Omar Reyes/Staff writer/@Salar0895
The LBCC Child Development Center learned about people with disabilities, when they received a visit from two disabled students at PCC Monday, May 23.
The two disabled students are Lindsay Kerr and Elise Berkley, members of Delta Alpha Pi, an honors society for disabled college students.
Kerr and Berkley explained to the group of young children about disabilities and introduced them to braille.
“I’ve notice that if we start teaching children early about disability, when they get older, they’ll have a better understanding of disabled people,” said Kerr, 20, an education major.
Kerr has been disabled since birth due to a condition known as hydrocephalus, which is water or fluid on the brain. She has had six brain surgeries, but her last surgery resulted in a loss of considerable amount of vision.
Despite this setback, Kerr is the president of Students For Equal Education, “A club dedicated to improving the conditions of disabled students at LBCC and everywhere else.”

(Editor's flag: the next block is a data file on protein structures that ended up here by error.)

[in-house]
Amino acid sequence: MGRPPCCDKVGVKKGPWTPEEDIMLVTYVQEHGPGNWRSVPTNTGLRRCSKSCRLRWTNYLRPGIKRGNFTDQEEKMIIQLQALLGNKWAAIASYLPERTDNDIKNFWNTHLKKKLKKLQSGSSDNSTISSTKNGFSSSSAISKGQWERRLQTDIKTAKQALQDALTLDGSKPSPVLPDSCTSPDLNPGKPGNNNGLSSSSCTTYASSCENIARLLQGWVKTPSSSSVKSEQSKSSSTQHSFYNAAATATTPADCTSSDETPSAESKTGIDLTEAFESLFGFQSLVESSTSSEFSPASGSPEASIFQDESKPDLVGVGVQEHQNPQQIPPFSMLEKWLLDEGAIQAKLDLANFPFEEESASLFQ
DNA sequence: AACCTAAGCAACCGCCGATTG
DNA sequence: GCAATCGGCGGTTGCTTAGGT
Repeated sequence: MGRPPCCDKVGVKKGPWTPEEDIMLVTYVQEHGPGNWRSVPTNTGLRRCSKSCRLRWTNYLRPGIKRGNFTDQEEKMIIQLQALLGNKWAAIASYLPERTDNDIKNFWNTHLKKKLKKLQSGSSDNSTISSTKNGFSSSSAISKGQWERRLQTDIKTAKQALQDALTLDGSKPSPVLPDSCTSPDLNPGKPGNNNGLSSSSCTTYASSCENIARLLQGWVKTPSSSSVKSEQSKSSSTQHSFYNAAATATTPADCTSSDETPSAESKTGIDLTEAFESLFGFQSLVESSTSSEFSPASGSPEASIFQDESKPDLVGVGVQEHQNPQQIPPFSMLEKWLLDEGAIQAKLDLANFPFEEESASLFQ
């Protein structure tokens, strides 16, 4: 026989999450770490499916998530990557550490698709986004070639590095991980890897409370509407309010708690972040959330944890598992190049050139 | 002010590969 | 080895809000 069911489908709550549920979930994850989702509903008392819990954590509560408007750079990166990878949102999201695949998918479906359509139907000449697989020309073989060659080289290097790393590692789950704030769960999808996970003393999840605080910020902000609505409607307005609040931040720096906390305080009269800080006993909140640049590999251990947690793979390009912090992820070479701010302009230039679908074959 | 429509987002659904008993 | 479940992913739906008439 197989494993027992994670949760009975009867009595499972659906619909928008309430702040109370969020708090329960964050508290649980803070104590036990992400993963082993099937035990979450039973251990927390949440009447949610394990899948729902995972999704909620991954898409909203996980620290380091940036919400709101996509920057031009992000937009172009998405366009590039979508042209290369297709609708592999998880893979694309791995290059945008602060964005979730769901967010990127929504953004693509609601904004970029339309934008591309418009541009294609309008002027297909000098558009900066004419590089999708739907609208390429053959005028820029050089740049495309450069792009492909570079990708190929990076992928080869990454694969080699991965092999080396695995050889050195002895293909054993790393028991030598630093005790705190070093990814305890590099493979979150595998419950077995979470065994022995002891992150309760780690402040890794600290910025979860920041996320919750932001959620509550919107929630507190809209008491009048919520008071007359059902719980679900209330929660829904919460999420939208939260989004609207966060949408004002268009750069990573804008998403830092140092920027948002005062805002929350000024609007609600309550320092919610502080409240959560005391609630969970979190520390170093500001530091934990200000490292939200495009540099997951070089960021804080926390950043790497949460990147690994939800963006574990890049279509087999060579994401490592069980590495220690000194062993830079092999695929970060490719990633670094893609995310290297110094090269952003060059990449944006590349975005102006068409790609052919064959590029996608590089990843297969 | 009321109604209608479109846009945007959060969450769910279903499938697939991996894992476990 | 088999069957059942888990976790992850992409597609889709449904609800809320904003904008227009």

Berkley, 51, a math major, is the president of Delta Alpha Pi. She has been blind since February 1995. She was diagnosed as diabetic at age 12 and started on dialysis treatment in 1994.
Berkley gets around with her guide dog, Becky, a 3-year-old yellow Labrador retriever. She has had Becky for a little over a year and obtained her from the Guide Dogs for the Blind.
Berkley said, “I’ve run into a lot of curious children asking questions of my disability so this would make it good to let children know.”
Berkley said she hopes to become a math teacher for blind students and said the May 23 visit would help her. “I really liked it because of the whole teaching aspect is really loved by me. Just to be able to show the kids something new is something I like. We also want to keep the acceptance and awareness of disabled people going.”
Katie Lampert, disability specialist for the TRiO Program and GO project and club adviser for Delta Alpha Pi, Kerr and Berkley volunteered to speak. It was a collective effort by the club to spread awareness of disability.
Lampert said, “For young kids, it’s easier for them to understand a disability of something they can see versus someone with a learning disability or something more invisible.
“I thought it was great. I’m so proud of these students. I’m glad they were able to volunteer and take time out of their day to do this.”
Kerr and Berkley visited and spoke to children at the LAC Child Development Center on Friday, May 20.